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Browsing named entities in The Daily Dispatch: July 23, 1862., [Electronic resource]. You can also browse the collection for A. Sidney Johnston or search for A. Sidney Johnston in all documents.

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The battle of the Seven Pines.General Johnston's Official report. Richmond, June 24, 1861. Gen'l S Cooper, Adj't and Gen'l: sir --before the 30th May; that ascertained from trusty corps was encamped on this of the near the Williams that day Mag-Gen, D. H. ported immediately in his front. On receiving this report, determined to attack them next morning be able to defeat Keys's corps completely in its more advanced position before it could be reinforced. Written orders ng and E. H. Anderson, and Cols, and and Hampton, exercising above their grades, and Brig. General mentioned. This, and the captured colors, will be delivered by Major A. H. Cole, of my staff. I have been prevented, by feebleness, from making this report sooner and am still too weak to make any but a very . Several hundred prisoners were taken, but I have received no report of the number. Your obedient servant, (Signed) J. B, Johnston, General. See Longstreet's report.
hard. --"Ore," the correspondent of the Mobile Advertiser and Herald, says that Charles A. Wicktirfe, the Union M. C. of Kentucky has been totally deserted by his family and relatives. One of his sons, Colonel Cripps Wickliffe, commands the 5th Kentucky in the Confederate army. Another son, Bob Wicktiffe, ex-Governor of is with us, and two nephews also joined our standard--one, Colonel Charles Wickliffe, of the 7th Kentucky, who was killed at Shiloh in one of the most gallant charges of that battle, and whose conspicuous heroism and bravery have never yet been done justice to — and the other, Capt. Nat. Wickliffe, who was aid to the lamented Gen, A. Sidney Johnston, and who is still in the service. Even the wife of this poor, demented old man has declared that she could not side with him, and she would never again cross the Ohio; and both of his daughters, Mrs. Judge Merrick, formerly of Washington, D. C., and Mrs. Senator of Florida, have also left him alone in his shame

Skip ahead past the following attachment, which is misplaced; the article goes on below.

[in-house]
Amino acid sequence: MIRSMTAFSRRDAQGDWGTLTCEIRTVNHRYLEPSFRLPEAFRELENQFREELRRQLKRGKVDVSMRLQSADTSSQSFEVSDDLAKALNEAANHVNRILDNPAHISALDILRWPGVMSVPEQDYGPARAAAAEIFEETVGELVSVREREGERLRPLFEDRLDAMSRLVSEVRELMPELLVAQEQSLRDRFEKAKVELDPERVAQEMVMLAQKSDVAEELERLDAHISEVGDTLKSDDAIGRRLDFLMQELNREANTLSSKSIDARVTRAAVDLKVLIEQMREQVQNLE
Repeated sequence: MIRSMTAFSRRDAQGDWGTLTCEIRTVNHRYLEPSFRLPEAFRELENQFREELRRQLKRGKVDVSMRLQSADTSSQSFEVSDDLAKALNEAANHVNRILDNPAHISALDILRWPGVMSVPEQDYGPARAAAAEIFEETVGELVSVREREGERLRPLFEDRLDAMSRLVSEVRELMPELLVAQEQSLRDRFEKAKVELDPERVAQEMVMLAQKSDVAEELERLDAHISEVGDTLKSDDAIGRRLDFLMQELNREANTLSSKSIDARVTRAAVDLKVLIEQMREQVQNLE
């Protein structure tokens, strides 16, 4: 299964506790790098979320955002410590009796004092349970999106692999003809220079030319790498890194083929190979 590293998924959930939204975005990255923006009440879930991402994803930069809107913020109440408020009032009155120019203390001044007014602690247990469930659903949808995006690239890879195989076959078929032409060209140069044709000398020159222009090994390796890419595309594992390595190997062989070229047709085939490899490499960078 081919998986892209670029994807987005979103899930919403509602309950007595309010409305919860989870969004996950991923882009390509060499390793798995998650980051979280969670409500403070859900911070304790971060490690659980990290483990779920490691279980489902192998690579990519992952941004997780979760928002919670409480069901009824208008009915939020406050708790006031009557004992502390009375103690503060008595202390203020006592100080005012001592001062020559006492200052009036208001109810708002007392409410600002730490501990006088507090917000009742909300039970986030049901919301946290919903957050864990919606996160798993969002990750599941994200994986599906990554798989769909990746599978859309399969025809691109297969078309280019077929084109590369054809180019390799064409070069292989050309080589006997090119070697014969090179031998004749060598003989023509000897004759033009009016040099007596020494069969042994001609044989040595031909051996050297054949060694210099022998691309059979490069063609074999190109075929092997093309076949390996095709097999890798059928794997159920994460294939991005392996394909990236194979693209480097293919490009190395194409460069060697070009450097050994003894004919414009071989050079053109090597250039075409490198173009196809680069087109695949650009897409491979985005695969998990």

How the Dogs howl ! The mingled emotions of terror and wrath which agitate the mind of Yankee Doodle, are infinitely amusing. It is quite evident that McClellan's "change of base" does not impose upon them.--They see, clearly enough, that he has been tremendously flogged, and that his "strategic movement" was nothing less than an old-fashioned fight. In May, he boosted that his army "had not met with a cheek," and that he meant to "push Johnston to the wall." In July, he writes that he is in an impregnable position, and that the army is safe. A prodigious change of position, certainly, from an advance, sweeping his adversary before him, and pressing him to his last retreat, to a stand still on the defensive. The Yankees can see this as plainly as we can, and they are horribly alarmed. They have been flogged like cure and they howl accordingly. The change of tone in the Yankee newspapers is wonderful. Secretary Cameron boosted last December that he had raised an army of